God Save The Queen: Baker Is Donating Australian Lamington Cakes To UK Hospital Workers

Unless you're hanging out Down Under, you don't hear a lot about lamingtons, the national cake of Australia. And that's a shame, because they look frankly outstanding. A classic lamington involves a square of butter cake or sponge cake coated in an outer layer of chocolate sauce, then rolled in coconut. Sounds like just the think to brighten one's spirits mid-pandemic, no?

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That's the idea behind London-based Radio Lamington, a baking operation that launched last April in an effort to support the city's National Health Service (NHS) frontliners. For every box of lamington sold, Radio Lamington donates a box to NHS workers.

According to The Guardian, Radio Lamington is the brainchild of Prue Freeman, the Australian co-founder of the Daisy Green restaurant group. Freeman moved to the UK in 2010, and now she and her husband have 12 Australian-inspired cafes and restaurants across central London. Unfortunately, when London's first lockdown hit, the couple had to get creative. In April of last year, they started baking for Britain's #FeedtheNHS campaign. And, since at least a quarter of London Ambulance Service paramedics are Australians or New Zealanders, Freeman opted to bake a taste of home.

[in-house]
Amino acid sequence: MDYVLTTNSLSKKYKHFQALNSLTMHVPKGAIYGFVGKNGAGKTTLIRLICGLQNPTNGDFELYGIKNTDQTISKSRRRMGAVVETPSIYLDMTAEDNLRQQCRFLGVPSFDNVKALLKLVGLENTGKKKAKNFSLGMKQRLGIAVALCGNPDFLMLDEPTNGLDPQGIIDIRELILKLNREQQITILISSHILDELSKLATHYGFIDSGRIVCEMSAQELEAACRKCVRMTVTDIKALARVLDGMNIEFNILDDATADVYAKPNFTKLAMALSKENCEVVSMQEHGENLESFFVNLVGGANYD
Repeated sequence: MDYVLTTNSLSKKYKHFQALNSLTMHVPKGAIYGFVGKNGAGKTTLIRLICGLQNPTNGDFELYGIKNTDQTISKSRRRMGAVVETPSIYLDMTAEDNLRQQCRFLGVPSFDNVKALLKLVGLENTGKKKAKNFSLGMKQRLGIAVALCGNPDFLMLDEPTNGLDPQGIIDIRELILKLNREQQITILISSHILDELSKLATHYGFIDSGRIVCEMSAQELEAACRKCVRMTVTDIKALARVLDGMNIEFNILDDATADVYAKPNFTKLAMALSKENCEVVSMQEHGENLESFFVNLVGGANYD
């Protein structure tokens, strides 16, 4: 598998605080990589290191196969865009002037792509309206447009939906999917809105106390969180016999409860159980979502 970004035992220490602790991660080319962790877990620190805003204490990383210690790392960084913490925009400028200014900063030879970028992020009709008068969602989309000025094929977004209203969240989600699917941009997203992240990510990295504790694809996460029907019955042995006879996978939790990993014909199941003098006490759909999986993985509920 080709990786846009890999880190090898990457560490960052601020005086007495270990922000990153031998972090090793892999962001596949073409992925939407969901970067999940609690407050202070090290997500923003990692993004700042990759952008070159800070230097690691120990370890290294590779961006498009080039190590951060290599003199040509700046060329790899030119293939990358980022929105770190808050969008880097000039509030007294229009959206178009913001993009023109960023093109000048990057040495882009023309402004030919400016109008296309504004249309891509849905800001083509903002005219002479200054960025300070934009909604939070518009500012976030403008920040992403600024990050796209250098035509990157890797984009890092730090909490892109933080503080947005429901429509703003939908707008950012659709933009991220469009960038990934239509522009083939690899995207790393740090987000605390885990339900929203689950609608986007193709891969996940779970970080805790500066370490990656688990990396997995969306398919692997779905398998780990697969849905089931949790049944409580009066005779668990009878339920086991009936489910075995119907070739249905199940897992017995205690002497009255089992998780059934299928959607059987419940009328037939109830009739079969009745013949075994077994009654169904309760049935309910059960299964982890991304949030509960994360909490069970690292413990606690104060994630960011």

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Thus began the "A Lamington for a Lamington" campaign. Freeman churns out classic lamingtons alongside more adventurous varieties like pecan pie, tiramisu, and even rainbow lamingtons. The Guardian reports that Radio Lamington also offers a Golden Gaytime-inspired lamington, which tastes like the classic Australian ice cream featuring vanilla sponge, toffee filling, and malt biscuit. As of December, Radio Lamington had delivered more than 40,000 lamingtons to hospitals around London. Unfortunately, the bakery doesn't deliver to the U.S., but it does deliver to England, Wales, and Lowland Scotland—so if you live in one of those areas, you really can have your cake and eat it, too.

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